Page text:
AUSTIN, Texas — Editor's note: The related video was published in August 2020.
The Austin City Council on Thursday voted to pass an ordinance that removes a decades-old ban of public alcohol consumption in areas of East Austin.
The ordinance is in response to Resolution No. 20191205-062, which directed City Manager Spencer Cronk to prepare a report about the City of Austin's restriction of public drinking in certain areas of Austin that were designated in the 1990s.
The order specifically removes areas 2, 5 and 6 from the ban.
The ordinance is also in response to recent calls to undo systemic racism across the nation. In this instance, the designated areas of 2, 5 and 6 where the prohibitions have been in place have been historically inhabited by low-income individuals in Black, Hispanic and other non-white populations.
Racial Equality: KVUE looks at systemic racism in Austin - Part 1
The designated areas, which also include 1, 2 and 4, are mainly found in close proximity to a "central business district," entertainment districts, parkland, environmentally sensitive areas or a university, where there is a concentration of minors.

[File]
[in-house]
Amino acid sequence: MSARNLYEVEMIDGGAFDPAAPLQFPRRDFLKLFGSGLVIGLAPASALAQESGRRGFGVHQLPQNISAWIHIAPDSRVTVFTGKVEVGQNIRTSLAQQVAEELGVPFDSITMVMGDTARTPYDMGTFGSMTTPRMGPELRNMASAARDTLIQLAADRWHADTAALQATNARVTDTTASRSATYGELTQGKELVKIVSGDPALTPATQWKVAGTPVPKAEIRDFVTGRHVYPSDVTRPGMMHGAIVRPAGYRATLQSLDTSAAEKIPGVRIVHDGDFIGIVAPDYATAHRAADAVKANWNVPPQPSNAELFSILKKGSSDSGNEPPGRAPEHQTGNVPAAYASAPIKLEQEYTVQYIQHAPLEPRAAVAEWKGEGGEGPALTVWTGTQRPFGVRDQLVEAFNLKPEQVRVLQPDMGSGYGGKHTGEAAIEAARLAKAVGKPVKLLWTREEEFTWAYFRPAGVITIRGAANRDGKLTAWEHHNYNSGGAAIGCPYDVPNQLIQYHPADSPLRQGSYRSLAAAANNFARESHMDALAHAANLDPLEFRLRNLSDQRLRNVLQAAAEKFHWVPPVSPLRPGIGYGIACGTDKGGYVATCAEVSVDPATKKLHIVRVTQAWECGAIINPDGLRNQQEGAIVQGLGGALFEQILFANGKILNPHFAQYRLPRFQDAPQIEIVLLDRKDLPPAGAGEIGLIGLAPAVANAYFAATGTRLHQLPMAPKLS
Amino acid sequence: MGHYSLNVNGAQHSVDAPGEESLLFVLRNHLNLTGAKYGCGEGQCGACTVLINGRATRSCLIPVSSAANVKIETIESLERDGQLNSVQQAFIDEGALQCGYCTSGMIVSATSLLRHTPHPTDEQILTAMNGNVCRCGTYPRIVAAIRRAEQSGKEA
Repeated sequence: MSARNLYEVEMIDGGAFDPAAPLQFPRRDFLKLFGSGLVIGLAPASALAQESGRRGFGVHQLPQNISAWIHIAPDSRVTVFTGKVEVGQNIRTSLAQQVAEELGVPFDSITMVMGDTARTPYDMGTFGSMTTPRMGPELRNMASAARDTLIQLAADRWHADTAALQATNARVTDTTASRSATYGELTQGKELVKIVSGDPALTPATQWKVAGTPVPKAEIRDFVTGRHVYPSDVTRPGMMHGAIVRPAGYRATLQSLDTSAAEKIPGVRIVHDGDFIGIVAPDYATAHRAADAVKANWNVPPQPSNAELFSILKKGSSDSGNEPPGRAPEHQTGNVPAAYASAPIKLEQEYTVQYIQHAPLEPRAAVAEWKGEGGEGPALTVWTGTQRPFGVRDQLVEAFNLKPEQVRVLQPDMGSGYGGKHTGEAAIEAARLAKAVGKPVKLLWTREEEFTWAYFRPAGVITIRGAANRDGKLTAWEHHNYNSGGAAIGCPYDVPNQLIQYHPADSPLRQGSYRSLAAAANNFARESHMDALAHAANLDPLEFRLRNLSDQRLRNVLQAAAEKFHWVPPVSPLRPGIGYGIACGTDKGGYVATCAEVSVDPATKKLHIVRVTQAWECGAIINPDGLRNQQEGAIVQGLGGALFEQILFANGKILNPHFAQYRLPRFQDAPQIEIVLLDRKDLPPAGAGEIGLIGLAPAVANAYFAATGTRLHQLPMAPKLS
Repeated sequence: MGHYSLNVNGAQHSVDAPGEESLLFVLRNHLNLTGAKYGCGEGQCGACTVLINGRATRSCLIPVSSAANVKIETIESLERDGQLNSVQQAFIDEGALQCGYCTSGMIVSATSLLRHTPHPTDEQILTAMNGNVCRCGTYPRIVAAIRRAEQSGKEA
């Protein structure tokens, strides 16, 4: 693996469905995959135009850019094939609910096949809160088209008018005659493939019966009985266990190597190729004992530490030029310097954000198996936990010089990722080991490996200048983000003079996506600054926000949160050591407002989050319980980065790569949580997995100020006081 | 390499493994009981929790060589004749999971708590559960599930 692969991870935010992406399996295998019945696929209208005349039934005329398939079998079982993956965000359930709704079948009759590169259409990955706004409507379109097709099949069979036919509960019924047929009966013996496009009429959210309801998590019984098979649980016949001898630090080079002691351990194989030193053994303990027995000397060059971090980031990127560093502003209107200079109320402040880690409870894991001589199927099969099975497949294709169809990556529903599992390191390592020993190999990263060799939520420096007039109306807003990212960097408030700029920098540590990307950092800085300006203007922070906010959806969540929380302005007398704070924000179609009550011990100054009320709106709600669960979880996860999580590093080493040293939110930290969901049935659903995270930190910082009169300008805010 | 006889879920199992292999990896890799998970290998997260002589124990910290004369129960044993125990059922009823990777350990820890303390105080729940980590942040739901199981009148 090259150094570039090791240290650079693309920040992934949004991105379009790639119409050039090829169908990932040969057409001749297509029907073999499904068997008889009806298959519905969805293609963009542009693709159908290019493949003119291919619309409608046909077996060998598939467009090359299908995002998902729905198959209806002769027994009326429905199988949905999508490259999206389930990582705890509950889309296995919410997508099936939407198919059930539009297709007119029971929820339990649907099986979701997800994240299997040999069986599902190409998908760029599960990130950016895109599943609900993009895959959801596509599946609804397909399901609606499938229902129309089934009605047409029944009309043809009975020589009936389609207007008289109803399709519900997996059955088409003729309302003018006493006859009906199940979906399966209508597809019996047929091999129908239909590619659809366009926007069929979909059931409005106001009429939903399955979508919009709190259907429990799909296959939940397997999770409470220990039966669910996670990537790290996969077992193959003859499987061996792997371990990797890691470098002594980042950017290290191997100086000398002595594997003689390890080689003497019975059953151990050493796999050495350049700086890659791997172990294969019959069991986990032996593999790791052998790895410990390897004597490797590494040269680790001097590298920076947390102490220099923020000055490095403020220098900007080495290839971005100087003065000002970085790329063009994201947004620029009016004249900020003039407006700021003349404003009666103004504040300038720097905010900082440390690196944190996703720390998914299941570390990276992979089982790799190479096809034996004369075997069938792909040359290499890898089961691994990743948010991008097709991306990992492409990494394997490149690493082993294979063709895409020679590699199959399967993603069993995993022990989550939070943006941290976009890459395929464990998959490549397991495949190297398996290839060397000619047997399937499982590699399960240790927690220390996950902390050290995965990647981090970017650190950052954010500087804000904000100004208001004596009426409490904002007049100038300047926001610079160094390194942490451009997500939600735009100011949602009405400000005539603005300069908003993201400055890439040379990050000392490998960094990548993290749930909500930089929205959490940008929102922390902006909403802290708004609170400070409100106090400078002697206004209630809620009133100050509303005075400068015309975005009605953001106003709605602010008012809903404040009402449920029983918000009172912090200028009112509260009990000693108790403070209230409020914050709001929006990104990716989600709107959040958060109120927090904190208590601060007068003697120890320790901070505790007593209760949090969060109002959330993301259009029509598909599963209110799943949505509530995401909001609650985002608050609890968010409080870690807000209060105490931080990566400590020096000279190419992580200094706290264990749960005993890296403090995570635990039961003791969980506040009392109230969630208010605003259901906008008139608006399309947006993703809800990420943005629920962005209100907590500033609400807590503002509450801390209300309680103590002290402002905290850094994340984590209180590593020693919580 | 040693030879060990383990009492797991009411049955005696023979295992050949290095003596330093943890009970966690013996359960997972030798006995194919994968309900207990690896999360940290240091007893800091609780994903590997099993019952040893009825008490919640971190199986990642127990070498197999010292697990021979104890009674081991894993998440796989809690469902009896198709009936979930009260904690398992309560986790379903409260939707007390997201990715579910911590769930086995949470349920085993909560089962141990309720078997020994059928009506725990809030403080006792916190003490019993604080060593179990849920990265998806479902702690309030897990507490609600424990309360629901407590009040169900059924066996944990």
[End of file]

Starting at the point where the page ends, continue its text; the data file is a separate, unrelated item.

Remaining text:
Cronk's office was asked to prepare a report addressing:
- The number of citations given and arrests made for violations of Chapter 4-9-1 in the past 10 years per designated area. This information included the ethnicity and age bracket of those ticketed and/or arrested when available.
- The municipal history of no-public consumption ordinances in Austin that explicates who enacted these ordinances, why they were enacted, what, if any, public safety function they serve.
- Recommendations on whether the areas of the City where public consumption of alcoholic beverages is prohibited should be amended or reduced, recognizing that the applicable sections of Chapter 4-9 must comply with section 109.35 of the Texas Alcoholic Beverage Code.
The report stated it is likely that the council at the time adopted these designated areas for safety purposes. However, no state law, either now or in the past, required a city to adopt an ordinance or other provision that would prohibit the public consumption of alcohol. The study also did not find that the possession of an open container or the public consumption of alcoholic beverages in these areas posed a risk to the health and safety of citizens in the area.
A memo detailing the report's findings can be viewed here.
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